There was once a cook called Grethel, who wore shoes with red heels, and when she went out in them she gave herself great airs, and thought herself very fine indeed. When she came home again, she would take a drink of wine to refresh herself, and as that gave her an appetite, she would take some of the best of whatever she was cooking, until she had had enough;—"for," said she, "a cook must know how things taste."
Now it happened that one day her master said to her,—
"Grethel, I expect a guest this evening; you must make ready a pair of fowls."
"Certainly, sir, I will," answered Grethel. So she killed the fowls, cleaned them, and plucked them, and put them on the spit, and then, as evening drew near, placed them before the fire to roast. And they began to be brown, and were nearly done, but the guest had not come.
"If he does not make haste," cried Grethel to her master, "I must take them away from the fire; it's a pity and a shame not to eat them now, just when they are done to a turn." And the master said he would run himself and fetch the guest. As soon as he had turned his back, Grethel took the fowls from before the fire.
"Standing so long before the fire," said she, "makes one hot and thirsty,—and who knows when they will come! in the meanwhile I will go to the cellar and have a drink." So down she ran, took up a mug, and saying, "Here's to me!" took a good draught. "One good drink deserves another," she said "and it should not be cut short;" so she took another hearty draught. Then she went and put the fowls down to the fire again, and, basting them with butter, she turned the spit briskly round. And now they began to smell so good that Grethel saying, "I must find out whether they really are all right," licked her fingers, and then cried, "Well, I never! the fowls are good; it's a sin and a shame that no one is here to eat them!"
So she ran to the window to see if her master and his guest were coming, but as she could see nobody she went back to her fowls. "Why, one of the wings is burning!" she cried presently, "I had better eat it and get it out of the way." So she cut it off and ate it up, and it tasted good, and then she thought,
"I had better cut off the other too, in case the master should miss anything." And when both wings had been disposed of she went and looked for the master, but still he did not come.
"Who knows," said she, "whether they are coming or not? they may have put up at an inn." And after a pause she said again, "Come, I may as well make myself happy, and first I will make sure of a good drink and then of a good meal, and when all is done I shall be easy; the gifts of the gods are not to be despised." So first she ran down into the cellar and had a famous drink, and ate up one of the fowls with great relish. And when that was done, and still the master did not come, Grethel eyed the other fowl, saying, "What one is the other must be, the two belong to each other, it is only fair that they should be both treated alike; perhaps, when I have had another drink, I shall be able to manage it." So she took another hearty drink, and then the second fowl went the way of the first.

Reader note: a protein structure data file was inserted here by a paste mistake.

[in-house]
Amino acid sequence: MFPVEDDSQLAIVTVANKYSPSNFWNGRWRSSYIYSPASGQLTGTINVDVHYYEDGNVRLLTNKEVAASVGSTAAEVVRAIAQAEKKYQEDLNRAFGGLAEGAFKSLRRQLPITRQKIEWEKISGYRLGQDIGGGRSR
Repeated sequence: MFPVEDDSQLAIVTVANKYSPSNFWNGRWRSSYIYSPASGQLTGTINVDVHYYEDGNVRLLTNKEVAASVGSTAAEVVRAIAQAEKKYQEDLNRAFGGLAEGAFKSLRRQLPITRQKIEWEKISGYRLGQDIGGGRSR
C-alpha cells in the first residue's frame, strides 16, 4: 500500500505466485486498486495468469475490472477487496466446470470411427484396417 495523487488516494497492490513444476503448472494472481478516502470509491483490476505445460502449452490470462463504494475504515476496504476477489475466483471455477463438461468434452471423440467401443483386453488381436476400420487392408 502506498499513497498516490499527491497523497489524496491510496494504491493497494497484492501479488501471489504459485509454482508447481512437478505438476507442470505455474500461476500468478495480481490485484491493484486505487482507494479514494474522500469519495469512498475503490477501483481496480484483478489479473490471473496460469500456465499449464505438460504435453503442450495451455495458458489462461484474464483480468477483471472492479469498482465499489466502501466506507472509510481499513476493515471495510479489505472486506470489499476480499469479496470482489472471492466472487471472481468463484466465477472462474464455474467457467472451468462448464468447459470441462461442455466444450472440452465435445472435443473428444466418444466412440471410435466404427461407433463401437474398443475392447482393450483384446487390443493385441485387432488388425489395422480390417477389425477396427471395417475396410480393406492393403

Just as she was in the middle of it the master came back. "Make haste, Grethel," cried he, "the guest is coming directly!" "Very well, master," she answered, "it will soon be ready." The master went to see that the table was properly laid, and, taking the great carving knife with which he meant to carve the fowls, he sharpened it upon the step. Presently came the guest, knocking very genteelly and softly at the front door. Grethel ran and looked to see who it was, and when she caught sight of the guest she put her finger on her lip saying, "Hush! make the best haste you can out of this, for if my master catches you, it will be bad for you; he asked you to come to supper, but he really means to cut off your ears! Just listen how he is sharpening his knife!"
The guest, hearing the noise of the sharpening, made off as fast as he could go. And Grethel ran screaming to her master. "A pretty guest you have asked to the house!" cried she.
"How so, Grethel? what do you mean?" asked he.
"What indeed!" said she; "why, he has gone and run away with my pair of fowls that I had just dished up."
"That's pretty sort of conduct!" said the master, feeling very sorry about the fowls; "he might at least have left me one, that I might have had something to eat." And he called out to him to stop, but the guest made as if he did not hear him; then he ran after him, the knife still in his hand, crying out, "Only one! only one!" meaning that the guest should let him have one of the fowls and not take both, but the guest thought he meant to have only one of his ears, and he ran so much the faster that he might get home with both of them safe.
Notes: This fairy tale collection contains 52 of the Grimm's fairy tales.
This new Dover edition, first published in 1963, is an unabridged republication of the work first published by Macmillan and Company in 1886.
Author: Jacob and Wilhelm Grimm
Translator: Lucy Crane
Published: 1963 (1886)
Publisher: Dover Publications, New York (Macmillan & Co, London)